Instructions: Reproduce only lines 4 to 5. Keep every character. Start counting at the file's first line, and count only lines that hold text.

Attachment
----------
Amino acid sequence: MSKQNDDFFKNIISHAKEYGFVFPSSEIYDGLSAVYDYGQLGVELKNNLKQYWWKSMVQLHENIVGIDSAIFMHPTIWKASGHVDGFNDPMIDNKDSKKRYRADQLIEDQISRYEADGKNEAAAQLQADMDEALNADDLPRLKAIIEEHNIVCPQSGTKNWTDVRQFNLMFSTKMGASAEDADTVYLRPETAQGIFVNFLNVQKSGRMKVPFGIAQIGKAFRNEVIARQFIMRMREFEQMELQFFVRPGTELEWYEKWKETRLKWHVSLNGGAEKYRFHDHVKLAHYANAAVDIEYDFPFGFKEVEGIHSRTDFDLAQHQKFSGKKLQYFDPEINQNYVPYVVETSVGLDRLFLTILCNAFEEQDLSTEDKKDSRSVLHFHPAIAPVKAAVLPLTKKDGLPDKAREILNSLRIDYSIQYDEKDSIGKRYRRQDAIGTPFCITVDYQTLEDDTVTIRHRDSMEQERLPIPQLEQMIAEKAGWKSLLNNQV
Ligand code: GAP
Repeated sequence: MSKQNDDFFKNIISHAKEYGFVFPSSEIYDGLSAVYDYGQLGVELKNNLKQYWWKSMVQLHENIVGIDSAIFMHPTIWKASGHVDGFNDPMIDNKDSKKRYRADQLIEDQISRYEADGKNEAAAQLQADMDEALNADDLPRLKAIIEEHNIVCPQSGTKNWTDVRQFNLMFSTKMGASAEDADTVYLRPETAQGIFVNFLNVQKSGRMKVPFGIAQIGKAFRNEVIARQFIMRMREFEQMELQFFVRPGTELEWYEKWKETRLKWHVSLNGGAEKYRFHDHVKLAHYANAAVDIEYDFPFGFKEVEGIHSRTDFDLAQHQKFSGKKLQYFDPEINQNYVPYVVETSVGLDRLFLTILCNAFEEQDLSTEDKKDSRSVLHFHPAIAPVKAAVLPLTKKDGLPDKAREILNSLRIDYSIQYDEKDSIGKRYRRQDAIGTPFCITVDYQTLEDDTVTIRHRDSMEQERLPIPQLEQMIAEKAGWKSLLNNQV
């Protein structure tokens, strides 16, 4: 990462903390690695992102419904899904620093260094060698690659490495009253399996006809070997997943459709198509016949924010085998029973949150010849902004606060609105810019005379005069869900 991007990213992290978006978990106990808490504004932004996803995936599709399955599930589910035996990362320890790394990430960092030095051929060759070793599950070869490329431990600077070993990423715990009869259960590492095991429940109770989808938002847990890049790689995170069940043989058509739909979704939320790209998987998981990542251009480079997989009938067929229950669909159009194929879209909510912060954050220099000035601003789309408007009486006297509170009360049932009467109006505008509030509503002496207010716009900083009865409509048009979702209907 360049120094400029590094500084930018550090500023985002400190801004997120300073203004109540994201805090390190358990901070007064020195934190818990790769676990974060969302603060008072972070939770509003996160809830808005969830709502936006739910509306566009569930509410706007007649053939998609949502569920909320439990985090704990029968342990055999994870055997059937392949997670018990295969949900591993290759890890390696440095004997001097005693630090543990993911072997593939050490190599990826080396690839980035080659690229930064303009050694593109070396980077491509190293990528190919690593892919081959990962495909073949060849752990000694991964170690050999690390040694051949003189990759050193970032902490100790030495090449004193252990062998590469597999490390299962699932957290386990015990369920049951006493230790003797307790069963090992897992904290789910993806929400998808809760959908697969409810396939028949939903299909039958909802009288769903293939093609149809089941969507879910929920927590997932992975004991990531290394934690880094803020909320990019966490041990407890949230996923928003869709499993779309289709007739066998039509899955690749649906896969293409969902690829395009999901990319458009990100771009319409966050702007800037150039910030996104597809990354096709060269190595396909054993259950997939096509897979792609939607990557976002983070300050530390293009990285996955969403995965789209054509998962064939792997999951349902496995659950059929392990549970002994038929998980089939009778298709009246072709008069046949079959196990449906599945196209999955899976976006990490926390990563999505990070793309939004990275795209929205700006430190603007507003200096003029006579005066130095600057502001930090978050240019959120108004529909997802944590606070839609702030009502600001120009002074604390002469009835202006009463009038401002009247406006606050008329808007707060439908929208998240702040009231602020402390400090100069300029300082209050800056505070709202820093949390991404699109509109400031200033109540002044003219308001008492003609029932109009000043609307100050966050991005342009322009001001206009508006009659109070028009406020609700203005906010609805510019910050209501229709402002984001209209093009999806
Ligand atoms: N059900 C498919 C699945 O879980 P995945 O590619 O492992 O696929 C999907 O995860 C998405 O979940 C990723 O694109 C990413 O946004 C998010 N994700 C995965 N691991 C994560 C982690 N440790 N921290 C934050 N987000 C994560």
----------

């Protein structure tokens, strides 16, 4: 990462903390690695992102419904899904620093260094060698690659490495009253399996006809070997997943459709198509016949924010085998029973949150010849902004606060609105810019005379005069869900 991007990213992290978006978990106990808490504004932004996803995936599709399955599930589910035996990362320890790394990430960092030095051929060759070793599950070869490329431990600077070993990423715990009869259960590492095991429940109770989808938002847990890049790689995170069940043989058509739909979704939320790209998987998981990542251009480079997989009938067929229950669909159009194929879209909510912060954050220099000035601003789309408007009486006297509170009360049932009467109006505008509030509503002496207010716009900083009865409509048009979702209907 360049120094400029590094500084930018550090500023985002400190801004997120300073203004109540994201805090390190358990901070007064020195934190818990790769676990974060969302603060008072972070939770509003996160809830808005969830709502936006739910509306566009569930509410706007007649053939998609949502569920909320439990985090704990029968342990055999994870055997059937392949997670018990295969949900591993290759890890390696440095004997001097005693630090543990993911072997593939050490190599990826080396690839980035080659690229930064303009050694593109070396980077491509190293990528190919690593892919081959990962495909073949060849752990000694991964170690050999690390040694051949003189990759050193970032902490100790030495090449004193252990062998590469597999490390299962699932957290386990015990369920049951006493230790003797307790069963090992897992904290789910993806929400998808809760959908697969409810396939028949939903299909039958909802009288769903293939093609149809089941969507879910929920927590997932992975004991990531290394934690880094803020909320990019966490041990407890949230996923928003869709499993779309289709007739066998039509899955690749649906896969293409969902690829395009999901990319458009990100771009319409966050702007800037150039910030996104597809990354096709060269190595396909054993259950997939096509897979792609939607990557976002983070300050530390293009990285996955969403995965789209054509998962064939792997999951349902496995659950059929392990549970002994038929998980089939009778298709009246072709008069046949079959196990449906599945196209999955899976976006990490926390990563999505990070793309939004990275795209929205700006430190603007507003200096003029006579005066130095600057502001930090978050240019959120108004529909997802944590606070839609702030009502600001120009002074604390002469009835202006009463009038401002009247406006606050008329808007707060439908929208998240702040009231602020402390400090100069300029300082209050800056505070709202820093949390991404699109509109400031200033109540002044003219308001008492003609029932109009000043609307100050966050991005342009322009001001206009508006009659109070028009406020609700203005906010609805510019910050209501229709402002984001209209093009999806
Ligand atoms: N059900 C498919 C699945 O879980 P995945 O590619 O492992 O696929 C999907 O995860 C998405 O979940 C990723 O694109 C990413 O946004 C998010 N994700 C995965 N691991 C994560 C982690 N440790 N921290 C934050 N987000 C994560």